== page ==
Fifteen sets of eyes shut like snakes in the night, 15 bodies feel bright and chosen. When they open, she’s before them, bald, transformed, Queen-like.

The next day she sees one of her fifth-graders in the hallway. The girl scampers over squinty-eyed, “Is that a wig?” she wants to know. My mother nods. The wave of specialness returns to the girl. She feels relieved that it’s just as she was told the day before. No one’s hiding, despite the costuming.

–I. Kramer

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Live from the Lilith Blog

June 10, 2008 by

Entry #1: Owning Our Processes

06/07/08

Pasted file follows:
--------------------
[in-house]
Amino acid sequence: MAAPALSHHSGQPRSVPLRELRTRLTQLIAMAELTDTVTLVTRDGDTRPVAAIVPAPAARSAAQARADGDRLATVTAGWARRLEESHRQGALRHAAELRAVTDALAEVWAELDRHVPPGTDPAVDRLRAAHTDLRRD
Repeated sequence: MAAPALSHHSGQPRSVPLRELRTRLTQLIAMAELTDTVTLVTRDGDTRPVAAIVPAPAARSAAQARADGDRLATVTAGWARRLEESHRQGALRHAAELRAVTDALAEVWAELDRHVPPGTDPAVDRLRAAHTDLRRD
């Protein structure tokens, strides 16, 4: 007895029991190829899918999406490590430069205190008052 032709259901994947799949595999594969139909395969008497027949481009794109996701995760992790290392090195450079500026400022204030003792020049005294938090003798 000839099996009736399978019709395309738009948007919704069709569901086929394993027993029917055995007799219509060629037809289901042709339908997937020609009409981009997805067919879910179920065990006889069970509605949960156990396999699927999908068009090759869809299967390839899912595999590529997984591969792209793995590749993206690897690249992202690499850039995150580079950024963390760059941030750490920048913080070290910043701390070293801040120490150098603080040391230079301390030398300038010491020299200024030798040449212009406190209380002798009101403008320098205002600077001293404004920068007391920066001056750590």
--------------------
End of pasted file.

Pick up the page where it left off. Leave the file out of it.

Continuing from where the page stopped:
The bus sighs and coughs to a halt. I awake startled from sleep on the overnight bus from Bangkok to Mae Sot, Thailand. We’re stopped on the side of the road. It’s a thickened midnight despite my watch reading 5 a.m. A Thai police officer walks the aisles, holding his flashlight like a baton. He’s checking this seat and that, waking sleepers, checking passports. He has a blue mask over his mouth for pollution, but it makes him look menacing. He’s checking for refugees. This is how I know we’re almost in Mae Sot, a border town chock full of NGOs, Burmese refugees, police arresting unlucky migrants, and Thai folk who (mostly) don’t give two hoots. I hurry to get my passport, but the officer shakes his head. My skin tips him off; I’m of the wrong ilk or maybe the right.